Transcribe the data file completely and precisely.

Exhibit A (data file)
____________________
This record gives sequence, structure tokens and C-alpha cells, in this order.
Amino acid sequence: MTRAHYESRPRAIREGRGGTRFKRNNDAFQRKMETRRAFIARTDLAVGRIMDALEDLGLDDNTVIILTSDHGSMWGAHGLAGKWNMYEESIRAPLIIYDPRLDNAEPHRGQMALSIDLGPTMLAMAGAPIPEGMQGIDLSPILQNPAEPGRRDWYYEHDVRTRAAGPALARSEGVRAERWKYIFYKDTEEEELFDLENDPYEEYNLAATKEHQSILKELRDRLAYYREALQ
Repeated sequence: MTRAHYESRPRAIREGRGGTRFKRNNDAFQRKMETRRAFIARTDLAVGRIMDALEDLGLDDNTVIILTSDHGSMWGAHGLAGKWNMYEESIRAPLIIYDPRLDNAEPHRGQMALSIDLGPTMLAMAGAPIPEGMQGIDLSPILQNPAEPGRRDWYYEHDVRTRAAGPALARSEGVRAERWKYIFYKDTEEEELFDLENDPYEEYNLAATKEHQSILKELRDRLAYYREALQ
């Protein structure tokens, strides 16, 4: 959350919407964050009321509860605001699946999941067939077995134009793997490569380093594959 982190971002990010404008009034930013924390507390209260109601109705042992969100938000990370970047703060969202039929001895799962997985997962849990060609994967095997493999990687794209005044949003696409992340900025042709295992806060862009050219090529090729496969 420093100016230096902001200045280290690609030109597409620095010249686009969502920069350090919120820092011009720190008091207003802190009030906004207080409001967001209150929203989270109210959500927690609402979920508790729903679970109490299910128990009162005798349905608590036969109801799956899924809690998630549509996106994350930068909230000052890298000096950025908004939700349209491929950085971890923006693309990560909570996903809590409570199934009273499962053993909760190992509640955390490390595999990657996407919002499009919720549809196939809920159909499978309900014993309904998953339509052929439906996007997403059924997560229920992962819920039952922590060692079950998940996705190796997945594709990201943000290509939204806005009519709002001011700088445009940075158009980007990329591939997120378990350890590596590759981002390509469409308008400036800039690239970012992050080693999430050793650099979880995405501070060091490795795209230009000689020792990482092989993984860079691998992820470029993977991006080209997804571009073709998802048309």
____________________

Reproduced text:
This record gives sequence, structure tokens and C-alpha cells, in this order.
Amino acid sequence: MTRAHYESRPRAIREGRGGTRFKRNNDAFQRKMETRRAFIARTDLAVGRIMDALEDLGLDDNTVIILTSDHGSMWGAHGLAGKWNMYEESIRAPLIIYDPRLDNAEPHRGQMALSIDLGPTMLAMAGAPIPEGMQGIDLSPILQNPAEPGRRDWYYEHDVRTRAAGPALARSEGVRAERWKYIFYKDTEEEELFDLENDPYEEYNLAATKEHQSILKELRDRLAYYREALQ
Repeated sequence: MTRAHYESRPRAIREGRGGTRFKRNNDAFQRKMETRRAFIARTDLAVGRIMDALEDLGLDDNTVIILTSDHGSMWGAHGLAGKWNMYEESIRAPLIIYDPRLDNAEPHRGQMALSIDLGPTMLAMAGAPIPEGMQGIDLSPILQNPAEPGRRDWYYEHDVRTRAAGPALARSEGVRAERWKYIFYKDTEEEELFDLENDPYEEYNLAATKEHQSILKELRDRLAYYREALQ
């Protein structure tokens, strides 16, 4: 959350919407964050009321509860605001699946999941067939077995134009793997490569380093594959 982190971002990010404008009034930013924390507390209260109601109705042992969100938000990370970047703060969202039929001895799962997985997962849990060609994967095997493999990687794209005044949003696409992340900025042709295992806060862009050219090529090729496969 420093100016230096902001200045280290690609030109597409620095010249686009969502920069350090919120820092011009720190008091207003802190009030906004207080409001967001209150929203989270109210959500927690609402979920508790729903679970109490299910128990009162005798349905608590036969109801799956899924809690998630549509996106994350930068909230000052890298000096950025908004939700349209491929950085971890923006693309990560909570996903809590409570199934009273499962053993909760190992509640955390490390595999990657996407919002499009919720549809196939809920159909499978309900014993309904998953339509052929439906996007997403059924997560229920992962819920039952922590060692079950998940996705190796997945594709990201943000290509939204806005009519709002001011700088445009940075158009980007990329591939997120378990350890590596590759981002390509469409308008400036800039690239970012992050080693999430050793650099979880995405501070060091490795795209230009000689020792990482092989993984860079691998992820470029993977991006080209997804571009073709998802048309």